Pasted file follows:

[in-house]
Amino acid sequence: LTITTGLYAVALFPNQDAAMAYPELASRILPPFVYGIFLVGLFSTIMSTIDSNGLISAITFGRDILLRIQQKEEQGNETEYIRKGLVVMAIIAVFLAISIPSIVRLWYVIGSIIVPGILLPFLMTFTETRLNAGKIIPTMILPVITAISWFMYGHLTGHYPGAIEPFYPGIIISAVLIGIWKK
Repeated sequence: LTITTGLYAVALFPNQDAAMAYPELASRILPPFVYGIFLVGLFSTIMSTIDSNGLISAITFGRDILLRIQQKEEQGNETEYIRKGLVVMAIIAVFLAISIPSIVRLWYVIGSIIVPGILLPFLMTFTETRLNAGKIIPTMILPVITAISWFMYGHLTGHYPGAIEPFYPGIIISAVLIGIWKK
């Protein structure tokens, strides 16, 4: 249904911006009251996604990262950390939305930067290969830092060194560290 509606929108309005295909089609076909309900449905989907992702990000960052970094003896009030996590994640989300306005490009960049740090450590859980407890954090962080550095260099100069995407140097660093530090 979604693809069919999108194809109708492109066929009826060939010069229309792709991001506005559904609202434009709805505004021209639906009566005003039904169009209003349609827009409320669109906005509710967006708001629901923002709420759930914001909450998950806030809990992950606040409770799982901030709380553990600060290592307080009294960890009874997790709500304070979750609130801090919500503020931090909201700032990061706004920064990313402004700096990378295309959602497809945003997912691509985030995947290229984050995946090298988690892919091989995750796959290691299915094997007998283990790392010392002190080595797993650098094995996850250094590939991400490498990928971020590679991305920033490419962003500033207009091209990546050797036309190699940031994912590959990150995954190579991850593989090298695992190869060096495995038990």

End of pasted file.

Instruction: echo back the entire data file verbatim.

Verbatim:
[in-house]
Amino acid sequence: LTITTGLYAVALFPNQDAAMAYPELASRILPPFVYGIFLVGLFSTIMSTIDSNGLISAITFGRDILLRIQQKEEQGNETEYIRKGLVVMAIIAVFLAISIPSIVRLWYVIGSIIVPGILLPFLMTFTETRLNAGKIIPTMILPVITAISWFMYGHLTGHYPGAIEPFYPGIIISAVLIGIWKK
Repeated sequence: LTITTGLYAVALFPNQDAAMAYPELASRILPPFVYGIFLVGLFSTIMSTIDSNGLISAITFGRDILLRIQQKEEQGNETEYIRKGLVVMAIIAVFLAISIPSIVRLWYVIGSIIVPGILLPFLMTFTETRLNAGKIIPTMILPVITAISWFMYGHLTGHYPGAIEPFYPGIIISAVLIGIWKK
């Protein structure tokens, strides 16, 4: 249904911006009251996604990262950390939305930067290969830092060194560290 509606929108309005295909089609076909309900449905989907992702990000960052970094003896009030996590994640989300306005490009960049740090450590859980407890954090962080550095260099100069995407140097660093530090 979604693809069919999108194809109708492109066929009826060939010069229309792709991001506005559904609202434009709805505004021209639906009566005003039904169009209003349609827009409320669109906005509710967006708001629901923002709420759930914001909450998950806030809990992950606040409770799982901030709380553990600060290592307080009294960890009874997790709500304070979750609130801090919500503020931090909201700032990061706004920064990313402004700096990378295309959602497809945003997912691509985030995947290229984050995946090298988690892919091989995750796959290691299915094997007998283990790392010392002190080595797993650098094995996850250094590939991400490498990928971020590679991305920033490419962003500033207009091209990546050797036309190699940031994912590959990150995954190579991850593989090298695992190869060096495995038990």